When the pandemic first hit last year, Britain was already becoming a divided place politically. Of course, there have always been opposing points of view and political parties vying for power but, for the most part, debates were generally good natured. And then the EU referendum happened and the opposing sides were called ‘racists’ and ‘snowflakes’, debate got more and more fiery. When the result to leave – a close result – came in, the temperature became even more heated. There were calls for a second referendum; political parties stood for staying in, another vote or leaving; there were arguments among families and friends. Brexit, as the referendum result was called, dominated the news to the extent that I am not entirely sure what else was going on in the world in those days. On the news in the evenings I could see EU protests behind the newsreader and at times I felt a sense of dread. People were very angry on both sides.
And then Brexit was forgotten about as if by magic. A pandemic hit the world and the news focused on that. And at the start, apart from the toilet paper wars in the supermarkets when shoppers greedily bought up all the remaining toilet rolls, there felt a sense of unity (to me at least). This type of crisis had never happened before in our lifetime and although we were stepping away from each other on our daily walks in case of infection, there still felt a sense of camaraderie. There was a NHS clap on Thursdays, 8pm sharp; Captain Tom with his £30 million fundraising walk around his garden; morale-boosting dances on TikTok; volunteers helping out… We were on the same page at last. Or so it seemed.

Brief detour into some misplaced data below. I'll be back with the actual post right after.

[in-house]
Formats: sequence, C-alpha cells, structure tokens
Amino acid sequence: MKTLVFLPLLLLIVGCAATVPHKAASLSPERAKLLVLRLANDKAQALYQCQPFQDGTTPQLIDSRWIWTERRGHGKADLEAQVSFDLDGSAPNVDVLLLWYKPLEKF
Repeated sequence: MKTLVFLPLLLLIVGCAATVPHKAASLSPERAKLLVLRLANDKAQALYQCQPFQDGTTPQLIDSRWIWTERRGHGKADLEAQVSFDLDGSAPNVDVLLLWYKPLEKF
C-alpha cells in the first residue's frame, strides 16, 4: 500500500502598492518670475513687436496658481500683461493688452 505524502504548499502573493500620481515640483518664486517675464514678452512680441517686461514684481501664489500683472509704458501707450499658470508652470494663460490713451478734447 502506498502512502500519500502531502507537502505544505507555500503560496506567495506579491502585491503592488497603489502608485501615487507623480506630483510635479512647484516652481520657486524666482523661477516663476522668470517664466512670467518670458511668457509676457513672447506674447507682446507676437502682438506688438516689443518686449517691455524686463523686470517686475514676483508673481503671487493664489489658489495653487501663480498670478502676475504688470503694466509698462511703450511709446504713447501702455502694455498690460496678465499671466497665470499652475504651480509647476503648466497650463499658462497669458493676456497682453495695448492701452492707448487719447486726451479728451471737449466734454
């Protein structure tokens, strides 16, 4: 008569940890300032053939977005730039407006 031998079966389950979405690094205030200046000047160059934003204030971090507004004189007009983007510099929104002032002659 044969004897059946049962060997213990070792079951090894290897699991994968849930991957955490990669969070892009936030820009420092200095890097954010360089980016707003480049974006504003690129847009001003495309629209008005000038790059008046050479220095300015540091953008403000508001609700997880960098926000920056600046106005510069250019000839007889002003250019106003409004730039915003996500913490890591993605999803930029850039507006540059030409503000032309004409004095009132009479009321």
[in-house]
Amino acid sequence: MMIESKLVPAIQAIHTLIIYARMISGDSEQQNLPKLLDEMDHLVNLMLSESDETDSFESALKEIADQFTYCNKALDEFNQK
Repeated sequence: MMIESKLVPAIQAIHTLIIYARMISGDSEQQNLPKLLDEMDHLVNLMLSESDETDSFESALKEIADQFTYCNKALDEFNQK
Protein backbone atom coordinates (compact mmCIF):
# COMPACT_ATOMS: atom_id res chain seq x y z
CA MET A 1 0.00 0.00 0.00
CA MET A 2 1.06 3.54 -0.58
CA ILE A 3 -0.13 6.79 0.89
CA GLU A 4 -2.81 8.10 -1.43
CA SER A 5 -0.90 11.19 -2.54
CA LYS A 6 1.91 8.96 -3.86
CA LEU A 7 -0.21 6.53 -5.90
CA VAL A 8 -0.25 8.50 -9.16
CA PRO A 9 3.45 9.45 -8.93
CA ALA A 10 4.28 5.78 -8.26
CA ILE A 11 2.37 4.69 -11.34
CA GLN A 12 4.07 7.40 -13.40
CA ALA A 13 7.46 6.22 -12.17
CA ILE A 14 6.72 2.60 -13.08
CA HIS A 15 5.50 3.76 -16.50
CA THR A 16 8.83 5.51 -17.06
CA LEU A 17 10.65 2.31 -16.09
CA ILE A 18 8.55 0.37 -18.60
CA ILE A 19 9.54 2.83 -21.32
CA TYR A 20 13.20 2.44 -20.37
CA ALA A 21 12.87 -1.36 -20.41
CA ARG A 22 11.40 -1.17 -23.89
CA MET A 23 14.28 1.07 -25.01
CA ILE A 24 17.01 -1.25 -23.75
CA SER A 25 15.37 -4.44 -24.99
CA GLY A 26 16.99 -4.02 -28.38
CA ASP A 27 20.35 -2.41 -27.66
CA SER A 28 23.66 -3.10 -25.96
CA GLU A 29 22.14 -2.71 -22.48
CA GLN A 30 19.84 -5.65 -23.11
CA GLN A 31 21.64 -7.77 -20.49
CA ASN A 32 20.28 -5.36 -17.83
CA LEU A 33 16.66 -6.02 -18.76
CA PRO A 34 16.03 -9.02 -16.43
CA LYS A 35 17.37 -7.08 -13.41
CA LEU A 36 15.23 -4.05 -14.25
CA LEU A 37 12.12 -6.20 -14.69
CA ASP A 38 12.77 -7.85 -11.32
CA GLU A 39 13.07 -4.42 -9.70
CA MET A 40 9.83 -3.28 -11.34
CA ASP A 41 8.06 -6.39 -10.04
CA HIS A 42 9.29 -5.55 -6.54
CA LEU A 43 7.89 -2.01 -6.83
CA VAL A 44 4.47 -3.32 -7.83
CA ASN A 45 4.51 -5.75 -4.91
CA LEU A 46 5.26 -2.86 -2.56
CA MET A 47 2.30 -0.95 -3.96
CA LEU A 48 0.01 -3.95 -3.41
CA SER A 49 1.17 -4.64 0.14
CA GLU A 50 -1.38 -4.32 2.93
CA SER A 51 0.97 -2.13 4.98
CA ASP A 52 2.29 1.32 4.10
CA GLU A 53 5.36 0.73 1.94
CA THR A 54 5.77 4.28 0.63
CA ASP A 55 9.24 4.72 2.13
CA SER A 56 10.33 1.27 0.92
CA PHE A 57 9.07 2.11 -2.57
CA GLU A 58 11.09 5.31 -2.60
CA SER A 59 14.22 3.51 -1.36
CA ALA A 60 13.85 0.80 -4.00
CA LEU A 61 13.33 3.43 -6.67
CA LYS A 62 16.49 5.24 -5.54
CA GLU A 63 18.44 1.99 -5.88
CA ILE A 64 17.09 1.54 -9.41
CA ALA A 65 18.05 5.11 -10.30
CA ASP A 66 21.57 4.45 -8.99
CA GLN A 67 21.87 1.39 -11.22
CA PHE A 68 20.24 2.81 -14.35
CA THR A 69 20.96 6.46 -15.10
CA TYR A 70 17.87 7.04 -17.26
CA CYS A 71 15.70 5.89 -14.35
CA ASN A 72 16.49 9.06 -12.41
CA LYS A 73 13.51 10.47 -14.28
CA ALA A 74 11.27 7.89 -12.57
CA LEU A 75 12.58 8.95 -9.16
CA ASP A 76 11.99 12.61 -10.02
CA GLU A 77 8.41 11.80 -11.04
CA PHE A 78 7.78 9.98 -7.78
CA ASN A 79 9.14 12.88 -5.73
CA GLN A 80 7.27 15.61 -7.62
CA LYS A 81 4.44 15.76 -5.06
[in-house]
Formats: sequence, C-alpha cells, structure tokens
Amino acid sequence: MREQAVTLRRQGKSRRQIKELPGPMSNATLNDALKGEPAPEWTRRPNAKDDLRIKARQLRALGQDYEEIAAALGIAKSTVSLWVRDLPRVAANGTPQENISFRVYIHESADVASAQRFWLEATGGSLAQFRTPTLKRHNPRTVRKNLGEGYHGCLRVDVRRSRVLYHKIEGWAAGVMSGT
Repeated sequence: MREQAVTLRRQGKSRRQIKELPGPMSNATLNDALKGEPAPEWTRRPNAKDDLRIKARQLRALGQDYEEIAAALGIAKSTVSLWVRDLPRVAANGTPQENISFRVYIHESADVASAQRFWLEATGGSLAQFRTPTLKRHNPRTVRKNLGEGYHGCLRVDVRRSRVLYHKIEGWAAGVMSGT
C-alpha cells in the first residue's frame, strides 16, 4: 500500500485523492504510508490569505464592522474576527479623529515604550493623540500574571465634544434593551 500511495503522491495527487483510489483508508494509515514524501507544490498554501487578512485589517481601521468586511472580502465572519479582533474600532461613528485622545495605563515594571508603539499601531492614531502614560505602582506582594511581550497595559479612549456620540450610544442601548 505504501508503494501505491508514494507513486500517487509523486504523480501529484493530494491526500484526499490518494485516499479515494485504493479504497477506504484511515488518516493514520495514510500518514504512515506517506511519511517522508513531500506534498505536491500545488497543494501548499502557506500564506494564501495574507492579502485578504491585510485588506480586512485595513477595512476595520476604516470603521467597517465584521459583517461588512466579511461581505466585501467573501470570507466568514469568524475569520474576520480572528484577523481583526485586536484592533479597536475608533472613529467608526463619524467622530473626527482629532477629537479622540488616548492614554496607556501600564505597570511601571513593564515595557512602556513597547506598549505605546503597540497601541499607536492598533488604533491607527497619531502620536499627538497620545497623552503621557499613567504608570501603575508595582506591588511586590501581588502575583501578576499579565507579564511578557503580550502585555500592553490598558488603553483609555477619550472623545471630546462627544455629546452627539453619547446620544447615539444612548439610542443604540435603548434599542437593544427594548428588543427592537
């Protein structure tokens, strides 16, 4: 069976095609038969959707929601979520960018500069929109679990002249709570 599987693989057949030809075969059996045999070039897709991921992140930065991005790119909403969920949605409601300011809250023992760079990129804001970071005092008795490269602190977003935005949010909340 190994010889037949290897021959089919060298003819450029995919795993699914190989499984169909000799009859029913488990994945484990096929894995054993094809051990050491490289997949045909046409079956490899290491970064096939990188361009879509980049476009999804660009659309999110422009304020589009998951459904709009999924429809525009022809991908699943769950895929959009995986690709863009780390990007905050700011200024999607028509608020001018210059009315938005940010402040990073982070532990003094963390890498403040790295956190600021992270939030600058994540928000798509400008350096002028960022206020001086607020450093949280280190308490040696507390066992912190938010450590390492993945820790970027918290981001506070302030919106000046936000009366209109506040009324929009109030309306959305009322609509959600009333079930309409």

Except a darker, more judgemental side to humanity started coming out. From the best of intentions, the NHS clap became an excuse by some ‘clappers’ to judge their non-clapping neighbours. And some of those who didn’t clap couldn’t understand what they saw as the ‘virture signalling’ of the gesture. Lockdowns had many controversies in themselves. Some people wanted to stay locked down until the virus completely went away. Others believed lockdown was unnecessary and wrong from the very beginning. There were bickerings about the lockdown rules themselves.